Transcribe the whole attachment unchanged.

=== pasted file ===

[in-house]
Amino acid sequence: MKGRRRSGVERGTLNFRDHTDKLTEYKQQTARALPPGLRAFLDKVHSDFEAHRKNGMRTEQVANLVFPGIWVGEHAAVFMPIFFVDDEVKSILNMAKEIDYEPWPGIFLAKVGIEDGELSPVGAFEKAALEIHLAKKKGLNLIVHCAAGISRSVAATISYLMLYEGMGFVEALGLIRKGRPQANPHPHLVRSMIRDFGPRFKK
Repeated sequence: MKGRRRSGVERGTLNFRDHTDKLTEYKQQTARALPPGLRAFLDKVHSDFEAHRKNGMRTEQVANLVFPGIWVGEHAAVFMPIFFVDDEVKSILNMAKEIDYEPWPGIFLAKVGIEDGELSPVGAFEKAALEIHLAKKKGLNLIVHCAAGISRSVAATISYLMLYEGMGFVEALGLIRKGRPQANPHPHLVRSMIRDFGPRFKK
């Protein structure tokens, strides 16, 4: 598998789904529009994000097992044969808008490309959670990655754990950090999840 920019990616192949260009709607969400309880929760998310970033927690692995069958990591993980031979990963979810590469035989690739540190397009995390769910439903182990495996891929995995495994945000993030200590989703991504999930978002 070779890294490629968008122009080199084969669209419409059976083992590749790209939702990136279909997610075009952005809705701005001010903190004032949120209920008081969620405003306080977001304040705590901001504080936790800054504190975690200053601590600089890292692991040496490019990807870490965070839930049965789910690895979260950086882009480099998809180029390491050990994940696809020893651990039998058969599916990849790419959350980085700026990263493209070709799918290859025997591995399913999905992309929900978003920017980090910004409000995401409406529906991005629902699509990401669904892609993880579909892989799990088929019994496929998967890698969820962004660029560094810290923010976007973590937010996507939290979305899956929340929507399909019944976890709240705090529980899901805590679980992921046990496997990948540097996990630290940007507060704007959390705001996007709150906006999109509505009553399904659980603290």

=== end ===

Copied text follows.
[in-house]
Amino acid sequence: MKGRRRSGVERGTLNFRDHTDKLTEYKQQTARALPPGLRAFLDKVHSDFEAHRKNGMRTEQVANLVFPGIWVGEHAAVFMPIFFVDDEVKSILNMAKEIDYEPWPGIFLAKVGIEDGELSPVGAFEKAALEIHLAKKKGLNLIVHCAAGISRSVAATISYLMLYEGMGFVEALGLIRKGRPQANPHPHLVRSMIRDFGPRFKK
Repeated sequence: MKGRRRSGVERGTLNFRDHTDKLTEYKQQTARALPPGLRAFLDKVHSDFEAHRKNGMRTEQVANLVFPGIWVGEHAAVFMPIFFVDDEVKSILNMAKEIDYEPWPGIFLAKVGIEDGELSPVGAFEKAALEIHLAKKKGLNLIVHCAAGISRSVAATISYLMLYEGMGFVEALGLIRKGRPQANPHPHLVRSMIRDFGPRFKK
């Protein structure tokens, strides 16, 4: 598998789904529009994000097992044969808008490309959670990655754990950090999840 920019990616192949260009709607969400309880929760998310970033927690692995069958990591993980031979990963979810590469035989690739540190397009995390769910439903182990495996891929995995495994945000993030200590989703991504999930978002 070779890294490629968008122009080199084969669209419409059976083992590749790209939702990136279909997610075009952005809705701005001010903190004032949120209920008081969620405003306080977001304040705590901001504080936790800054504190975690200053601590600089890292692991040496490019990807870490965070839930049965789910690895979260950086882009480099998809180029390491050990994940696809020893651990039998058969599916990849790419959350980085700026990263493209070709799918290859025997591995399913999905992309929900978003920017980090910004409000995401409406529906991005629902699509990401669904892609993880579909892989799990088929019994496929998967890698969820962004660029560094810290923010976007973590937010996507939290979305899956929340929507399909019944976890709240705090529980899901805590679980992921046990496997990948540097996990630290940007507060704007959390705001996007709150906006999109509505009553399904659980603290």